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How to counsel/explain to patients

How to counsel 

  • Beginning
    • Introduce yourself and explain why you are there
    • Build rapport before launching into the explanation 
    • Ask if the patient knows why they are there. Ask them what has happened up to this point.
    • Assess their prior knowledge – it is important to find out what they already know
    • Tell them what you plan to talk about, ask if they would find that useful, and check there isn’t anything else they want to discuss
  • Middle
    • Consider using diagrams where appropriate
    • ‘Chunk and check’: this is very important – only give small ‘chunks’ of information at a time, then check their understanding. Pause after each section in case the patient has any questions.
    • Speak slowly and clearly. Listen to the patient and be alert to their concerns.
  • Ending
    • Summarise what you have talked about and make a plan
    • Check they’ve understood everything
    • Ideally you should offer something, e.g. a leaflet, website address, specialist nurse contact, follow-up appointment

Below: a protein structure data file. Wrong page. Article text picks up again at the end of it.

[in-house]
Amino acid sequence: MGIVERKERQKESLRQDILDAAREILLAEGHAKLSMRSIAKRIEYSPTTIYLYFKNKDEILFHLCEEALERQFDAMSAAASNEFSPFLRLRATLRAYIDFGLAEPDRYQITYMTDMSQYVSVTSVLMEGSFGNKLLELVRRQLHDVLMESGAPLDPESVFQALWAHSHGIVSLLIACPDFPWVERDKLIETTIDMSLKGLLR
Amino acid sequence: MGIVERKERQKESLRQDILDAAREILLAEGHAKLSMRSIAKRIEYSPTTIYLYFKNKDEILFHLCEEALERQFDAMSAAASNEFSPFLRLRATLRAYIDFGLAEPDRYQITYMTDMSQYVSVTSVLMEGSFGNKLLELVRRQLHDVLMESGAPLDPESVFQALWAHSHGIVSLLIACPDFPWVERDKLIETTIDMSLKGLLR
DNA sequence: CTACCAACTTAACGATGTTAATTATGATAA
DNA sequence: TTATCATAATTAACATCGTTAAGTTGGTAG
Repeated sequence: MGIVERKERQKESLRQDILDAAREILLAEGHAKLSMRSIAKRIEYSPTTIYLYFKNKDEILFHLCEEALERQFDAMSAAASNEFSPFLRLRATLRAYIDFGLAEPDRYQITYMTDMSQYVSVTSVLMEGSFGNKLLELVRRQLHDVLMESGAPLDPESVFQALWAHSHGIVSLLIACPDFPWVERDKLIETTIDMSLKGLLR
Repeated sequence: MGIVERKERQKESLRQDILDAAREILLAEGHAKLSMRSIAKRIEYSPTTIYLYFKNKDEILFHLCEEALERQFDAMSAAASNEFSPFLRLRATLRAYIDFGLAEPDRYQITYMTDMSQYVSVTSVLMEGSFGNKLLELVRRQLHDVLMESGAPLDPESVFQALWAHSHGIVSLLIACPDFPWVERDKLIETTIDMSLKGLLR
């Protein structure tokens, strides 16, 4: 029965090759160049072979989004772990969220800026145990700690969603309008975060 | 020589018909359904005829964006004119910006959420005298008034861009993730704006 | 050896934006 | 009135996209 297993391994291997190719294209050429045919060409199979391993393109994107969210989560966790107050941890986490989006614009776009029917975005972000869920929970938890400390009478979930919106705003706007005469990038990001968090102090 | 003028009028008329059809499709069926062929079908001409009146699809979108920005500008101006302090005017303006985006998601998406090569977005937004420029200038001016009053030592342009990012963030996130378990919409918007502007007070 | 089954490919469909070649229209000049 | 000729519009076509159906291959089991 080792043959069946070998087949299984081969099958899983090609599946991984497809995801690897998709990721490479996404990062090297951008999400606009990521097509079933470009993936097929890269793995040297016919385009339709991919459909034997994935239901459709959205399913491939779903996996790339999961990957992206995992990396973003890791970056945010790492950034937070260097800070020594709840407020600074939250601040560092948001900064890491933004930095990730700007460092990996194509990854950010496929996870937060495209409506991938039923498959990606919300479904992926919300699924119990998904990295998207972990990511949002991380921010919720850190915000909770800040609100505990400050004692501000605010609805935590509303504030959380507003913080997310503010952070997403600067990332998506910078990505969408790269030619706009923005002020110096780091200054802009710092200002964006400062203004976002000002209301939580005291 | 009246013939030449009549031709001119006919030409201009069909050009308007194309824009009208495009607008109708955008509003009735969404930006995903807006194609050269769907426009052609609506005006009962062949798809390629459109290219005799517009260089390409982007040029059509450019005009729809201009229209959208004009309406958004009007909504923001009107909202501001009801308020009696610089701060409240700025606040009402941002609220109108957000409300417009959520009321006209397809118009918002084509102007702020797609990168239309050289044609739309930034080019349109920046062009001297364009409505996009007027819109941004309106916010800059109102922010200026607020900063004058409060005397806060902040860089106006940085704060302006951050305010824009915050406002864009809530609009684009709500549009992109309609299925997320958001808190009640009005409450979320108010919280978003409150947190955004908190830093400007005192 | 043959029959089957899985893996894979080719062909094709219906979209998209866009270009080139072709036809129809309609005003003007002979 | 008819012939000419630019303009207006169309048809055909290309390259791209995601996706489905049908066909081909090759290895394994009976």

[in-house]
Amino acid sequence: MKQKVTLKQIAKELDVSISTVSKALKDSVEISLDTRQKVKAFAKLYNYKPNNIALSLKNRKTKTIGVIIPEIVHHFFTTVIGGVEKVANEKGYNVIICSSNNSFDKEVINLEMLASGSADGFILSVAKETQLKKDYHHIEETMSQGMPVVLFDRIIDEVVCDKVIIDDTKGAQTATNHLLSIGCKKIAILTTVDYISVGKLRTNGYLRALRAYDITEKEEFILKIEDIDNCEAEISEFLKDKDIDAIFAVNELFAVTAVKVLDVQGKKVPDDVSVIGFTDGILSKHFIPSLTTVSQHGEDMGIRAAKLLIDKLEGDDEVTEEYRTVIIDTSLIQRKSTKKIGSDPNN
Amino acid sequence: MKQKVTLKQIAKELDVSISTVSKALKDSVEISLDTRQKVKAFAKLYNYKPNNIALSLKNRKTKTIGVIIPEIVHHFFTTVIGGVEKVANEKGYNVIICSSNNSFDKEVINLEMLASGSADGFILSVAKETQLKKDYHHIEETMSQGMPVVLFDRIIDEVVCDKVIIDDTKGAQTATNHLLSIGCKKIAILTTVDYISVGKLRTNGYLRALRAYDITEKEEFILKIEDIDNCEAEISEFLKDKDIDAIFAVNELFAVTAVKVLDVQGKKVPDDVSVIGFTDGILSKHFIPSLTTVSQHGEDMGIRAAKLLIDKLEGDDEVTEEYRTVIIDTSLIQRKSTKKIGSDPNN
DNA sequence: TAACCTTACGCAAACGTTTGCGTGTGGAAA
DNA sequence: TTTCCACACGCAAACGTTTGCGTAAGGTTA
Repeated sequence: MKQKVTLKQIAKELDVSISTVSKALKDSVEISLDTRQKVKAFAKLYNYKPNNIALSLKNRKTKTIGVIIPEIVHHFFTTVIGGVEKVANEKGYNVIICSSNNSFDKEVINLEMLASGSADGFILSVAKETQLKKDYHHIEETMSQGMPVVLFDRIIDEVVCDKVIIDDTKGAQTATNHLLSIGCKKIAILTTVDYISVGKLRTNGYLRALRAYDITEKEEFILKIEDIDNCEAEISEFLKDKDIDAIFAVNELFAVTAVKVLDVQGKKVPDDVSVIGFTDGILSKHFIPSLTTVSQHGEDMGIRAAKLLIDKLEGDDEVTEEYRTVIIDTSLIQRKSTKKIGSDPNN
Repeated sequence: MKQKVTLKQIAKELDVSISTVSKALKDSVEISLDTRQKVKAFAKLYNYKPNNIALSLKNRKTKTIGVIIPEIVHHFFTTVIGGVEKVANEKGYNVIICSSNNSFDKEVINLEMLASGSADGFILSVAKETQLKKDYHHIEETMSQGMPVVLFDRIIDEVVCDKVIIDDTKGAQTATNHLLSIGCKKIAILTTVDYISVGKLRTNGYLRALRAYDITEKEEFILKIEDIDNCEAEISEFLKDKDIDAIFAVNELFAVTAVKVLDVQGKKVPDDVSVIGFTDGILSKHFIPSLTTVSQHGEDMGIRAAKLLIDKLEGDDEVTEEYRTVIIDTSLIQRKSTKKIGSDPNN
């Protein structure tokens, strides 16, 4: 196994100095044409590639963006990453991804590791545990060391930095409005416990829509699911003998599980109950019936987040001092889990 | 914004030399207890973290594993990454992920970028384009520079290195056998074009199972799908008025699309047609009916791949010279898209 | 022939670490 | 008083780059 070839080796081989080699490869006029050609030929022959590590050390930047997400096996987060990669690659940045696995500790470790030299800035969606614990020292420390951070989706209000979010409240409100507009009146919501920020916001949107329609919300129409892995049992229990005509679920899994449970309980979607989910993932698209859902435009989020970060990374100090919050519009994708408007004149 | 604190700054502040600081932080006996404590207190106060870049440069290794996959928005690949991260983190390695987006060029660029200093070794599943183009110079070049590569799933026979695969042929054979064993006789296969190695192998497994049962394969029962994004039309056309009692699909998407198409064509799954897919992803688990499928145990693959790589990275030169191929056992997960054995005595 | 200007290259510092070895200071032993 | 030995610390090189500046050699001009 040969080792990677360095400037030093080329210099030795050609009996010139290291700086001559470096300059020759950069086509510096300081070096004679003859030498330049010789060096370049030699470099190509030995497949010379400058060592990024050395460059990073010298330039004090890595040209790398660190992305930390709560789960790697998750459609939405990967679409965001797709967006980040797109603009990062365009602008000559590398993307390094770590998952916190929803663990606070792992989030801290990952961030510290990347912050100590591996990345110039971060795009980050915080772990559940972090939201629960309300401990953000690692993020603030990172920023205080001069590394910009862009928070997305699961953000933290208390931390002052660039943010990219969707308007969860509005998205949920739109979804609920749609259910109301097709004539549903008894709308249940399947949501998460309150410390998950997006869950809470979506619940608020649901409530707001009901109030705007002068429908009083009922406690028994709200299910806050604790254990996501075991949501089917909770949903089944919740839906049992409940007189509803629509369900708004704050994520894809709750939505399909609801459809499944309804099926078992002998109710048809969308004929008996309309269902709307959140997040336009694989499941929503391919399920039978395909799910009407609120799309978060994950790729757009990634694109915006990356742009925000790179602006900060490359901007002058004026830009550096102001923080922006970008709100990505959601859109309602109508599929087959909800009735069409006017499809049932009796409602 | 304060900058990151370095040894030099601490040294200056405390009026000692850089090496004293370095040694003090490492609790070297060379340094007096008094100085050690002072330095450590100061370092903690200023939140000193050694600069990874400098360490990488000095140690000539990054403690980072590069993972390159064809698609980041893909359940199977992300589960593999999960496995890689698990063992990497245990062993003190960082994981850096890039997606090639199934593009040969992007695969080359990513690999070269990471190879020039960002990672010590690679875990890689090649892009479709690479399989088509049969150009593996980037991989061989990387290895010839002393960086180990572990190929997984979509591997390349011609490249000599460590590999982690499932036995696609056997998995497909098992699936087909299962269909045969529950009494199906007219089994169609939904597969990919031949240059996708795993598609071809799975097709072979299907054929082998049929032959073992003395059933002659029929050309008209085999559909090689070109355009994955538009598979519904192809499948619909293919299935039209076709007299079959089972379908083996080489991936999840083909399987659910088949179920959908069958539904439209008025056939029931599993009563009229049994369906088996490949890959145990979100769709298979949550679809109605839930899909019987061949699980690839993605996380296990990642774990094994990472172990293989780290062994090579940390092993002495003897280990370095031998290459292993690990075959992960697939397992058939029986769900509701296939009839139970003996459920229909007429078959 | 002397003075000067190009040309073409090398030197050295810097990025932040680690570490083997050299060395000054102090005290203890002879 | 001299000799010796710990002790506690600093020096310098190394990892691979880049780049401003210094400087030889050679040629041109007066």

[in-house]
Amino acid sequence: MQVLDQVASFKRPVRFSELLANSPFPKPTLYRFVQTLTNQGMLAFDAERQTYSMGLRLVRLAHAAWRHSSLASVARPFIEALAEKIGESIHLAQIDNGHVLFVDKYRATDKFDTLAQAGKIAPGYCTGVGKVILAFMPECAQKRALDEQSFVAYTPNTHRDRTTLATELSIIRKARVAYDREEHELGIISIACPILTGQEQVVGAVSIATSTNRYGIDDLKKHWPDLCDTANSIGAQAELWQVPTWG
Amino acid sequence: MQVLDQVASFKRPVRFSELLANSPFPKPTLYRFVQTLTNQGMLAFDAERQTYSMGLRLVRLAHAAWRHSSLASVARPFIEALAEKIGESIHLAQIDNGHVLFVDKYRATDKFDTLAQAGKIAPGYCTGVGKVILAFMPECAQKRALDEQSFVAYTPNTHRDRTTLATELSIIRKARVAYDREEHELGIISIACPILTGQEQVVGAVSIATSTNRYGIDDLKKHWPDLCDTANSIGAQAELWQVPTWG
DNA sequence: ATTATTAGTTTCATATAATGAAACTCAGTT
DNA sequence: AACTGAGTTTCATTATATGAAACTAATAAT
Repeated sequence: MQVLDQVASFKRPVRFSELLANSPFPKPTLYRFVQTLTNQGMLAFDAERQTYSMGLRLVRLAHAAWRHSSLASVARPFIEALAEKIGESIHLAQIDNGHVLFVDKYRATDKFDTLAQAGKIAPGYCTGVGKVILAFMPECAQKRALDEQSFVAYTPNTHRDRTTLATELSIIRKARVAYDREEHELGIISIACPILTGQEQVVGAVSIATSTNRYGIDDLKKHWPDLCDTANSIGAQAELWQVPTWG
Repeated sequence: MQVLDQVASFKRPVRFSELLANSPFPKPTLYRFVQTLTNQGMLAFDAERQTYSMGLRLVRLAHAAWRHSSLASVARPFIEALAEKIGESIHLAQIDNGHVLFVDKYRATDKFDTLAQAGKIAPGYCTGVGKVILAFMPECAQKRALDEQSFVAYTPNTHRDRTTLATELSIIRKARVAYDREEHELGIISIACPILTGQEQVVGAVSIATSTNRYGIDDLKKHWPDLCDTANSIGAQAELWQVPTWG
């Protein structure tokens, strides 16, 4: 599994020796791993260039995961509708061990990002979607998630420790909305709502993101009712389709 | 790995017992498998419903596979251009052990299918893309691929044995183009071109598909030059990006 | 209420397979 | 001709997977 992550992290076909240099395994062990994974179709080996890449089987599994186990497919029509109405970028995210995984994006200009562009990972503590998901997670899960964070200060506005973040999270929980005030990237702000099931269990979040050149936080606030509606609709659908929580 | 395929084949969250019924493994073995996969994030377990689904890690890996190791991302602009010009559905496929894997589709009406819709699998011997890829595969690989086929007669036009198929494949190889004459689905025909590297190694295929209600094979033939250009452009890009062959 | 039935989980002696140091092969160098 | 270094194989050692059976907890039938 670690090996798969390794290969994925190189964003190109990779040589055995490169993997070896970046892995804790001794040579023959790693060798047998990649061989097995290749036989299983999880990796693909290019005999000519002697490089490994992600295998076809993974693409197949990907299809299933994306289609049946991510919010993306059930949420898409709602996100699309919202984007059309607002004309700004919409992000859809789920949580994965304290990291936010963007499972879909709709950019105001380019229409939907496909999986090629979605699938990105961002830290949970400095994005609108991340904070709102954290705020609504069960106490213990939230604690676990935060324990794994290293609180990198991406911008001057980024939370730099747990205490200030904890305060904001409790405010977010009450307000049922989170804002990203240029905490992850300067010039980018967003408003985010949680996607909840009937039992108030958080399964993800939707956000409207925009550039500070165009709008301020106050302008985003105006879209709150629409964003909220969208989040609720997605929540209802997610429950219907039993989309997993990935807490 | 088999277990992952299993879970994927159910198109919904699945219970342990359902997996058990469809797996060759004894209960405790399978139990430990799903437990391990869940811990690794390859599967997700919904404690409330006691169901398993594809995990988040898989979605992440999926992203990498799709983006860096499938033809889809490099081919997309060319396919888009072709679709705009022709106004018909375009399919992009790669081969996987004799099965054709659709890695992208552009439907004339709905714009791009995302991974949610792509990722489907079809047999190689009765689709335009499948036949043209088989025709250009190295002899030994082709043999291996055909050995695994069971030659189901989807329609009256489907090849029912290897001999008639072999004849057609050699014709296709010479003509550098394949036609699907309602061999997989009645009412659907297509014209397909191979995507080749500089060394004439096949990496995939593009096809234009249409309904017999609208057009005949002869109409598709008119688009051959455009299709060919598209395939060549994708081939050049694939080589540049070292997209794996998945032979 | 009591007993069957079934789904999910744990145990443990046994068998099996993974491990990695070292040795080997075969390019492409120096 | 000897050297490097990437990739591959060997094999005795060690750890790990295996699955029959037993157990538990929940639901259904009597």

How to structure explanations

  • Explaining a disease
    • Normal anatomy/physiology
    • What the disease is
    • Cause
    • Problems and complications 
    • Management
  • Explaining a procedure 
    • Explain what it is
    • Reason for it
    • Details of procedure (before, during, after)
    • Risks and benefits

If you are also asked to obtain consent: thoroughly check their understanding, get them to weigh up the pros and cons, and ask them why they chose their answer 

  • Explaining a treatment 
    • Briefly check for contraindications to the treatment (where relevant)
    • Check patient understanding of condition 
    • How treatment works
    • Treatment course and how it’s taken
    • Monitoring required
    • Side effects


  • Let the patient guide the consultation
  • Follow cues
  • Ask what they want to know and about their worries
  • Don’t forget ICE (Ideas, Concerns and Expectations)
  • Empathise
  • Be aware that you may be breaking bad news without realising it! A SPIKES approach can help here (see notes on breaking bad news).
  • Avoid all medical jargon
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